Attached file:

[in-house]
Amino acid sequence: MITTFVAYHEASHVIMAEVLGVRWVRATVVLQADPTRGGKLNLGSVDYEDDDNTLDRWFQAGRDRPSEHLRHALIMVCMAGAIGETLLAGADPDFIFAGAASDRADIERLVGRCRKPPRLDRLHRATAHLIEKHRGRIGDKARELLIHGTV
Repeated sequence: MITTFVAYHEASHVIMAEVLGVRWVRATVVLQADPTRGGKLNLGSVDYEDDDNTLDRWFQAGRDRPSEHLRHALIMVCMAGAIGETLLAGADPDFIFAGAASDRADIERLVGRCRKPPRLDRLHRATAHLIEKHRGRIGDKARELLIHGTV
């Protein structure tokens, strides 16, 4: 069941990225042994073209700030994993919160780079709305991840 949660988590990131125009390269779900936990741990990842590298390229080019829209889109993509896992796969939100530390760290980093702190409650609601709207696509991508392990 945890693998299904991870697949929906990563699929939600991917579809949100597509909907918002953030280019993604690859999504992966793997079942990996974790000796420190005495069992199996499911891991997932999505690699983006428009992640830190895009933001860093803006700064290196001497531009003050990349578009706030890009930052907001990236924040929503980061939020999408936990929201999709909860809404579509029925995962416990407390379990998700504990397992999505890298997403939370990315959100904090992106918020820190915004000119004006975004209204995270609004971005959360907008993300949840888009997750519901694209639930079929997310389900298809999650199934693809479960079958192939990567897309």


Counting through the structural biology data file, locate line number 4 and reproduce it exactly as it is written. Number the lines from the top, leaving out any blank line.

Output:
């Protein structure tokens, strides 16, 4: 069941990225042994073209700030994993919160780079709305991840 949660988590990131125009390269779900936990741990990842590298390229080019829209889109993509896992796969939100530390760290980093702190409650609601709207696509991508392990 945890693998299904991870697949929906990563699929939600991917579809949100597509909907918002953030280019993604690859999504992966793997079942990996974790000796420190005495069992199996499911891991997932999505690699983006428009992640830190895009933001860093803006700064290196001497531009003050990349578009706030890009930052907001990236924040929503980061939020999408936990929201999709909860809404579509029925995962416990407390379990998700504990397992999505890298997403939370990315959100904090992106918020820190915004000119004006975004209204995270609004971005959360907008993300949840888009997750519901694209639930079929997310389900298809999650199934693809479960079958192939990567897309």